The early-morning view was different from the ochre sea of peaks and valleys visible from the North and South rims, the park's main gateways. Here, at one of its narrowest and deepest sections, the Grand Canyon is less than a mile wide. It actually looks like a canyon instead of a mountain range seen from above.
The scale is still as mind-bending, though, and the effect just as breathtaking. Steep walls of limestone, sandstone and shale plunge into schist nearly 2 billion years old.
Tuweep Point offers sweeping views of the Grand Canyon -- with few people to obstruct the scenery.
In 1870, explorer John Wesley Powell climbed up here from the river in search of three companions who left his expedition the year before and vanished. He didn't find them, but he did manage to appreciate the vista: "What a view is before us! A vision of glory! Peaks of lava all around below us. The Vermilion Cliffs to the north, with their splendor of colors; the Pine Valley Mountains to the northwest, clothed in mellow, perspective haze; unnamed mountains to the southwest, towering over canyons bottomless to my peering gaze, like chasms to nadir hell."
The Colorado River, invisible from many other overlooks, was a glinting green snake at the bottom. In the clear desert air, the river seemed deceptively close -- just a quick scramble down, an hour at most. Downstream, it hissed.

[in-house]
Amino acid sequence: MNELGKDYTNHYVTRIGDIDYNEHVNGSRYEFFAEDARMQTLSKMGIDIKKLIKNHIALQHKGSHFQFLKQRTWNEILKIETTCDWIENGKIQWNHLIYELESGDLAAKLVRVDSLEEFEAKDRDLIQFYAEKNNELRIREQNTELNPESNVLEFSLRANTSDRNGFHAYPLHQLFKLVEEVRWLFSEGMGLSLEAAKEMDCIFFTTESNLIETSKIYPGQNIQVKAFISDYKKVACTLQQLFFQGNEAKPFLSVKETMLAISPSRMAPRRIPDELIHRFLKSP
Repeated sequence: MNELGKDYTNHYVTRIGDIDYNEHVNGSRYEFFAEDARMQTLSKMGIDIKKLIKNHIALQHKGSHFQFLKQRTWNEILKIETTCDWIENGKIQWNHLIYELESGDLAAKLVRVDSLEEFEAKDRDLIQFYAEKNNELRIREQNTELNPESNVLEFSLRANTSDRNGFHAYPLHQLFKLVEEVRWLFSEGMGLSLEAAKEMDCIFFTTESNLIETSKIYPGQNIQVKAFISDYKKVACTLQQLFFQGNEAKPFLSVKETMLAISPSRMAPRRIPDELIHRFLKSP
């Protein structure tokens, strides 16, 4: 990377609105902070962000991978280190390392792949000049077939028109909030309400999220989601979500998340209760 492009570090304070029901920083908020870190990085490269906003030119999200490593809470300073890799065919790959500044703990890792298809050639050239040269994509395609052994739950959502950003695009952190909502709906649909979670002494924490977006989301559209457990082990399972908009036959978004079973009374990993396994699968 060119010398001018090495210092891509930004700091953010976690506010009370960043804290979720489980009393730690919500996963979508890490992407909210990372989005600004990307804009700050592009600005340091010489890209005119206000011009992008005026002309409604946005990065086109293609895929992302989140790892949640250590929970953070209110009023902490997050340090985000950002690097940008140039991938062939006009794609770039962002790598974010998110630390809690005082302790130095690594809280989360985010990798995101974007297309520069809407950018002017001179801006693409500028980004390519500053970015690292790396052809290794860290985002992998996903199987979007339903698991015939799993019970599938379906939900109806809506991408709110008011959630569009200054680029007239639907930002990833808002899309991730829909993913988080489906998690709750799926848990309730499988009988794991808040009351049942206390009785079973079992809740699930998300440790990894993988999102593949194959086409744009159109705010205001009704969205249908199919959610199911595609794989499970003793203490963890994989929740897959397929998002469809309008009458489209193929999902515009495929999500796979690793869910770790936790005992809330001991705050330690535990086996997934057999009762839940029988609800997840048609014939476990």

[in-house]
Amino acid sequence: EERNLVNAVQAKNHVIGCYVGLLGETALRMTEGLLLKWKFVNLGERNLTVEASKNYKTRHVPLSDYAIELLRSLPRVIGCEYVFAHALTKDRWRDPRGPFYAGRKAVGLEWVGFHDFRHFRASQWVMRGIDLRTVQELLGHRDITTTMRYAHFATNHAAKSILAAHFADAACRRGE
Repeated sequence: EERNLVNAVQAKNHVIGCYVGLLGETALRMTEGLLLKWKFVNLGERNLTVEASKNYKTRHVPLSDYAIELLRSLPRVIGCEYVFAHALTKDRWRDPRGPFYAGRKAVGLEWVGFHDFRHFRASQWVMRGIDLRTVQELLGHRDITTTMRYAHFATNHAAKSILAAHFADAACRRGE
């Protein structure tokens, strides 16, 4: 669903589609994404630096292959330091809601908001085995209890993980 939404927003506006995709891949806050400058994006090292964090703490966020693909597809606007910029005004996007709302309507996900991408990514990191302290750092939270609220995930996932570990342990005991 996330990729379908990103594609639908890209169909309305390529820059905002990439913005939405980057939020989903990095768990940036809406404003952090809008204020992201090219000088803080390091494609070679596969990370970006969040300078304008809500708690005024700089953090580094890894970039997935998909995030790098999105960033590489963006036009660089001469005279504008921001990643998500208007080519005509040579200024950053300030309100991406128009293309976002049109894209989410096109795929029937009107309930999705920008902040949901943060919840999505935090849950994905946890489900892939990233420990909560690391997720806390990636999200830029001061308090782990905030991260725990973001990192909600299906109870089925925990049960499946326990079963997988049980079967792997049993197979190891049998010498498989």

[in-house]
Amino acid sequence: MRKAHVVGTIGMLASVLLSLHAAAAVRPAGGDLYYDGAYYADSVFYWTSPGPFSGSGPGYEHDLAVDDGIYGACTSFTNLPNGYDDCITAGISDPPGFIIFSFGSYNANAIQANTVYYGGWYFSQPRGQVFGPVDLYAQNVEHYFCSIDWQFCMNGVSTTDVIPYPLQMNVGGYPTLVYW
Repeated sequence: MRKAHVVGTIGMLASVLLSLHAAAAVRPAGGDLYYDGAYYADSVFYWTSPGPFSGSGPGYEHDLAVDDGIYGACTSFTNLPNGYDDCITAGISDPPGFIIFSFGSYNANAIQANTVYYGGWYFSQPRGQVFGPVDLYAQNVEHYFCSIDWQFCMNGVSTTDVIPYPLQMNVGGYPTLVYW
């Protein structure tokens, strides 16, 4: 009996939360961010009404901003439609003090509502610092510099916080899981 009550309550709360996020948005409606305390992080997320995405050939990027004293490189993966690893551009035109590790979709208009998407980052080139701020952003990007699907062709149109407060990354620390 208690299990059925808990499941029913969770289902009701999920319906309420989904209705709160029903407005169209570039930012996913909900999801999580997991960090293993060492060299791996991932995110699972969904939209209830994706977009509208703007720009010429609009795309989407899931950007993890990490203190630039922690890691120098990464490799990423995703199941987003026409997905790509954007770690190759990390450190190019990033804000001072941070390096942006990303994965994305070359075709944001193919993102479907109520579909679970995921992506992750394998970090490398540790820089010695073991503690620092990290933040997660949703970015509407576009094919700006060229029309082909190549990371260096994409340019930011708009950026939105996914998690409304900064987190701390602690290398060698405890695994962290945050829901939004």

The rising sun revealed only a handful of other cars. Aside from the occasional boatload of thrill seekers far below, there were about a dozen other people within 30 miles. Compared with the McDonald's-and-Imax carnival at the South Rim, this is almost unbelievable. Tuweep gets about 15,000 visitors per year.
From the Lava Falls Viewpoint a short walk away, we could see and hear the biggest set of rapids in the park. A geologic fault crosses the river here. As recently as 30,000 years ago lava flows spilled repeatedly into the canyon, sometimes blocking the river for years to form huge lakes.
Flowing water always wins eventually, but the river was changed, blocked by rubble and churned to a manic froth. Lava Falls is legendary among boaters, earning the highest difficulty rating -- Class 10 -- of any rapid in the canyon.
"Toroweap" is a Paiute Indian word that means "barren valley," and we were reminded why as we drove across a dry, shallow basin to the trailhead. (The term Tuweep came later, with the arrival of a white settlement and the establishment of the park.) We filled our water bottles to the brim, took a few gulps at the car for good measure and hiked past the smooth contours of Vulcans Throne, a small volcanic peak.
This part of the park is so remote that rangers regularly fly themselves in and out. John Riffey, who lived and worked as a ranger at Tuweep for 38 years until his death in 1980, was well known for his hospitality, tall tales and his Super Cub "Pogo," which he would pilot down the river almost on the water. After his death, Riffey was buried near the ranger station beneath a headstone bearing a picture of his plane. Private airplanes land at the dirt airstrip from time to time, greeted by a sign that reads "Tuweep International Airport-Concourse 1, Gate 1."
A sign at the Lava Falls trailhead warned that the steep path descended half a mile in a 1 1/2-mile route to the river. We signed our names carefully in the register and stepped off the edge into a moonscape of black lava and stubby cactuses with spines like fishhooks. As we went deeper the cactuses grew taller, the trail became steeper and the temperature rose. (This last fact accounts for most of the 250 or so rescues that occur in the canyon each year.)